We have had some couples who have been delighted with meeting their new partner through us. One couple were engaged over the Christmas period and another have just married.
I write this on Valentine’s Day when it is lovely if you have someone to share this special day with, but lonely and miserable if you just hate seeing expensive red roses and cards in the shops …… Call us to have a chat and you never know, next Valentine’s Day could be different!
We look forward to the new season and some sun – hopefully! I have read a quote and thought I would share it with you!
Elaine Reynolds for Caroline Crowther Introduction Agency
The birds are chirping, bees are buzzing, and spring flowers and spring romance are about to be in full bloom. Love is in the air and everyone is catching spring fever. What causes this sudden upswing in romance? It could be that warmer spring weather puts everyone in a good mood, or at least requires less clothing. It could have something to do with body chemistry, the body’s backlash to seasonal affective disorder (SAD), or our physiological response to the abundance of new growth in the world around us.
Spring Fever – Part of a Real Medical Condition
“In the spring a young man’s fancy lightly turns to thoughts of love,” said Alfred, Lord Tennyson in his famous 1842 poem Locksley Hall. But what causes these thoughts of love? According to prominent psychotherapist and researcher Dr. Norman Rosenthal from the National Institute of Mental Health, spring fever is driven by the body’s reaction to its changing environment; a reaction to the increased amount of spring sunlight.
Rosenthal, the first doctor to describe the concept of SAD, said in an interview with the New York Times that as the available sunlight increases – particularly morning sunlight – people who suffer from SAD during the winter months will begin to feel better, even giddy. But is this giddiness spring fever?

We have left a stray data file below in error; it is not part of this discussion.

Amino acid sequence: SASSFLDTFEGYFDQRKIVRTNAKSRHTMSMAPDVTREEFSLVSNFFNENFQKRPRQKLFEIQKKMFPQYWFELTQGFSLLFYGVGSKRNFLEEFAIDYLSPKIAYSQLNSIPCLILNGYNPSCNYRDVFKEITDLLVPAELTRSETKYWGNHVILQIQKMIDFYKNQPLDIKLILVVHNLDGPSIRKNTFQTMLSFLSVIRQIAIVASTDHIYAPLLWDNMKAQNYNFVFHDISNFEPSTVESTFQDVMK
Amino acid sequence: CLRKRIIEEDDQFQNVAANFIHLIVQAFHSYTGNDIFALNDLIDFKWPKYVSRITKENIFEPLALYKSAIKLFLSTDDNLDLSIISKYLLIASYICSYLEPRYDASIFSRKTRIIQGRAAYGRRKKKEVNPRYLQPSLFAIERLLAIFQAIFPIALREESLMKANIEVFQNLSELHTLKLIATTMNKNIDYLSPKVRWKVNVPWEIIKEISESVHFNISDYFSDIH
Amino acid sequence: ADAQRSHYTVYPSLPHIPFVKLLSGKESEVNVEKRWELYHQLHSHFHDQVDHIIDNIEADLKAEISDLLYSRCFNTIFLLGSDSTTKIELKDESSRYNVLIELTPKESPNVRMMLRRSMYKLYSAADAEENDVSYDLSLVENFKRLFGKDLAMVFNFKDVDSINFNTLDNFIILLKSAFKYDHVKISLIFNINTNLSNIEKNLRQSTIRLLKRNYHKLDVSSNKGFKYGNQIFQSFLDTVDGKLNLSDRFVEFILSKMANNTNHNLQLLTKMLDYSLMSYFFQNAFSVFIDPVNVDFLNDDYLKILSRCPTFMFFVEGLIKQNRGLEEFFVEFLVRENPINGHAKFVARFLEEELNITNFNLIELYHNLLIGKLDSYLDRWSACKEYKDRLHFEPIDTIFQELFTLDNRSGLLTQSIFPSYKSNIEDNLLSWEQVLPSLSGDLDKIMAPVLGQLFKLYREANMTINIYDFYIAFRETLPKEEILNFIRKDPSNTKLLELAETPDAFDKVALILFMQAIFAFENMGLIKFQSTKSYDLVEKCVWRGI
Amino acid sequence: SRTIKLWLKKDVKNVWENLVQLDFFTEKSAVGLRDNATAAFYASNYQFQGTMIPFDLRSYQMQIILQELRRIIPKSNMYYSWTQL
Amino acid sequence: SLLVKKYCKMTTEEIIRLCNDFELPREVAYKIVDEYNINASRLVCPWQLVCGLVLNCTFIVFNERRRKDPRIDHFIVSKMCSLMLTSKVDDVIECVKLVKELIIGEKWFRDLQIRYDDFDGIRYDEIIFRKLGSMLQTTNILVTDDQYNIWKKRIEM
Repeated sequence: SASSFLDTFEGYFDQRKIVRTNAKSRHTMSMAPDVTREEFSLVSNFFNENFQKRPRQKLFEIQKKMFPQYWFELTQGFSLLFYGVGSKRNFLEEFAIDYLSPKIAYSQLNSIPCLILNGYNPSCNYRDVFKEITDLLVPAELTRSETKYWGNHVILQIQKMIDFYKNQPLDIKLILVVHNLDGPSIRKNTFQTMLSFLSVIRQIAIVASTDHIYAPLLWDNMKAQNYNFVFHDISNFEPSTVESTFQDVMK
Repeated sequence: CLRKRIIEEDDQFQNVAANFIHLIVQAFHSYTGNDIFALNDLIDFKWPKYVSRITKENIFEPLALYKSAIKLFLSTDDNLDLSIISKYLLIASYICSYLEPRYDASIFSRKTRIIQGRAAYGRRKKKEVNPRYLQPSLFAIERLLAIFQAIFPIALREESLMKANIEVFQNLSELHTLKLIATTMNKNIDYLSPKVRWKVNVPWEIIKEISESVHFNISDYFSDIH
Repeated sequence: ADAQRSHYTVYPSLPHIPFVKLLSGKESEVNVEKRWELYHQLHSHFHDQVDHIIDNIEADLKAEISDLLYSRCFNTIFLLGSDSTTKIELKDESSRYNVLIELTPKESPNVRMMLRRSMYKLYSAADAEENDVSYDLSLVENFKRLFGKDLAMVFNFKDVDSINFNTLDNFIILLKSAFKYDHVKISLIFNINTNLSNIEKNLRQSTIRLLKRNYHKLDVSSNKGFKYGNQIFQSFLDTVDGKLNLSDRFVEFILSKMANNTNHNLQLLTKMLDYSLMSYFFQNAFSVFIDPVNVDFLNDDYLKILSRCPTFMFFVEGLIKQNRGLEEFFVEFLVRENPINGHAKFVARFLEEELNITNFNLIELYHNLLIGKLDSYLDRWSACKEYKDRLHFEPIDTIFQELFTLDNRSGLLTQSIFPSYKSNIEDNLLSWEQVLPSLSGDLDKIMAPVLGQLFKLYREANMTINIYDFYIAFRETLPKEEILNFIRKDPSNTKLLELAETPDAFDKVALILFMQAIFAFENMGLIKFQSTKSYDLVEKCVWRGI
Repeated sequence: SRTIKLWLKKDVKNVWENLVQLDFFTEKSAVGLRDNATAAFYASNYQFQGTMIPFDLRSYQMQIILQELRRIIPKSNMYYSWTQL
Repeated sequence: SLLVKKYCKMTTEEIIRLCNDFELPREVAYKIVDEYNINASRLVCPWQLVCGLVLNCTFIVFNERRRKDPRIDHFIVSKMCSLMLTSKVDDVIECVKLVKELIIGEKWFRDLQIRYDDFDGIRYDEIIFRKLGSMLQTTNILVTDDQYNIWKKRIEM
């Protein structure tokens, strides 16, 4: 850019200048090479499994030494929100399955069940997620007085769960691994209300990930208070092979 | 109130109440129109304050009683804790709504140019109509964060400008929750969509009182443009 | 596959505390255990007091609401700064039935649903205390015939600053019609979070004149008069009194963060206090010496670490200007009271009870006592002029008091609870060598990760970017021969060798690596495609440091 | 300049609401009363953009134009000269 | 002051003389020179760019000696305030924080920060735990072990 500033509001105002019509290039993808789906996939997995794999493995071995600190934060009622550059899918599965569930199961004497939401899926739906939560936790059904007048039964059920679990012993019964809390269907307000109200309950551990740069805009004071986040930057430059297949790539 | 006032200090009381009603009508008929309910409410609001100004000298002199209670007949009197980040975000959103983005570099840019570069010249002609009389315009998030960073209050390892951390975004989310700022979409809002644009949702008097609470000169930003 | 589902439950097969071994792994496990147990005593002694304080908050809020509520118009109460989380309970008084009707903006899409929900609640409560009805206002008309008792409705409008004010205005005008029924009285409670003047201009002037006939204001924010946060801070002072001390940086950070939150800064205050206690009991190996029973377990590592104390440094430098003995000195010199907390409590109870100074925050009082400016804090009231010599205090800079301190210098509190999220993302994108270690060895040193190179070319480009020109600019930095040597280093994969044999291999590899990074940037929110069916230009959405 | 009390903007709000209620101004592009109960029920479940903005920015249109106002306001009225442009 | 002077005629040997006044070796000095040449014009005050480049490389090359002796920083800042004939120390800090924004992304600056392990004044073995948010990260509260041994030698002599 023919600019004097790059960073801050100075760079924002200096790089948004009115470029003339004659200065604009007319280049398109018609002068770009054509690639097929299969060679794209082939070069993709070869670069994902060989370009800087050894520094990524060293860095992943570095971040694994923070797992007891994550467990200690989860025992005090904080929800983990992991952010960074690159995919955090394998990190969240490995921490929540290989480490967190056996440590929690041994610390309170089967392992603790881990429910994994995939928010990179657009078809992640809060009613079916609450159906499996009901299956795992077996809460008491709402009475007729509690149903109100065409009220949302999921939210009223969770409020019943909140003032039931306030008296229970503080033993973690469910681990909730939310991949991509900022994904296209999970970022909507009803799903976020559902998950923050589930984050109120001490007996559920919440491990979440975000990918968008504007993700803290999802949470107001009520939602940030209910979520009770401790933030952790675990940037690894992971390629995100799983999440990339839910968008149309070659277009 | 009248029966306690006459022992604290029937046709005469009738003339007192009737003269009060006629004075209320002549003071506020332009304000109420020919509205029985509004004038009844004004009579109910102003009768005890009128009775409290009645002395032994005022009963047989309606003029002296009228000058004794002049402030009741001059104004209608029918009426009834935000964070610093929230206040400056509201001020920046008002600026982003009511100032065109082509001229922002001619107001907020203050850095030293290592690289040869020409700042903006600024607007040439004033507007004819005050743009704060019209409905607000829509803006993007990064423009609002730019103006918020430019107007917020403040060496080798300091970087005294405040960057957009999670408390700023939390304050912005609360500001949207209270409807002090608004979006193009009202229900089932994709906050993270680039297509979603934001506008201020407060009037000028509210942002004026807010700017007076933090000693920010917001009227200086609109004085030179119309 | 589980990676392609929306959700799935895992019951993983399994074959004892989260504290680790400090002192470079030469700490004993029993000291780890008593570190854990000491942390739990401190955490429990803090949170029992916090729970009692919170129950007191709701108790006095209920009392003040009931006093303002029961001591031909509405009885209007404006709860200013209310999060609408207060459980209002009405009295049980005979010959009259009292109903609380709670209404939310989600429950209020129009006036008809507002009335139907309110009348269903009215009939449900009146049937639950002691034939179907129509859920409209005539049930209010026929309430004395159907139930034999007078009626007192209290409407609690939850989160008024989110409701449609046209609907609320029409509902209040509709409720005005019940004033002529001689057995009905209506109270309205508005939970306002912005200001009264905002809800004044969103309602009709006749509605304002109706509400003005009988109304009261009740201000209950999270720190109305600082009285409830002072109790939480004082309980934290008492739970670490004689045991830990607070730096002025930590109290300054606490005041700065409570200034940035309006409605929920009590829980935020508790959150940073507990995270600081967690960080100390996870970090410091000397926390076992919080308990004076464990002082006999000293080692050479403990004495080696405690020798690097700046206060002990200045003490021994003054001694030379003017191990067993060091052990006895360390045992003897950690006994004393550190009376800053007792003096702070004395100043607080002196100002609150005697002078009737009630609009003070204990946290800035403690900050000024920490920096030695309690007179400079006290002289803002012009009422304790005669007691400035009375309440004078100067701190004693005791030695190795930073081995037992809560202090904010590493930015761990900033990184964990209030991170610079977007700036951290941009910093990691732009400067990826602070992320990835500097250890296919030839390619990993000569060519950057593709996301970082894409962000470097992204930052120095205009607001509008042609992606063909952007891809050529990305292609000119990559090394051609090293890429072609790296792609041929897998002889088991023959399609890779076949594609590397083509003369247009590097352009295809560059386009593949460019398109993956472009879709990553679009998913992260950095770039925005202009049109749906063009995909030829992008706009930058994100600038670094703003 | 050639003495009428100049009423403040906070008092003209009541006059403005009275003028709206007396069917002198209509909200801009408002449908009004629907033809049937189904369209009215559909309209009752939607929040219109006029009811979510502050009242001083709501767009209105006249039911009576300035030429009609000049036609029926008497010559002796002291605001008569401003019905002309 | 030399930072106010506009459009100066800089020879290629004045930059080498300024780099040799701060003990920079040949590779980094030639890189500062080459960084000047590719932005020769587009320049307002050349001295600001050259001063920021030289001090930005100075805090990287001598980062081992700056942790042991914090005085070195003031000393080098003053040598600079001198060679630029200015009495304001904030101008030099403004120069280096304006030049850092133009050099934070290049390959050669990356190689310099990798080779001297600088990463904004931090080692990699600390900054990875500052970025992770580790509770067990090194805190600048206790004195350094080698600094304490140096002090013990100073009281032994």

Science of Spring Romance
In his book, Mammalian Reproductive Biology, Dr. Frank Bronson, a biologist from the University of Texas, agrees that spring fever in mammals is regulated by sunlight.
Bronson also says there are both direct and indirect photoperiodic cues that increase the amorous air this time of year.
Grossly simplified, the change in season brings more sunlight, better moods, and a better climate for romance in mammals, including humans.
Indirectly, the change in season means plants and insects will begin to flourish again, which has a positive effect up the food chain and creates a healthy environment suitable for procreation.
So whether it’s bright long days, winter finally being over, or fresh spring food that put you in the mood for love, spring fever is out there and you could catch it.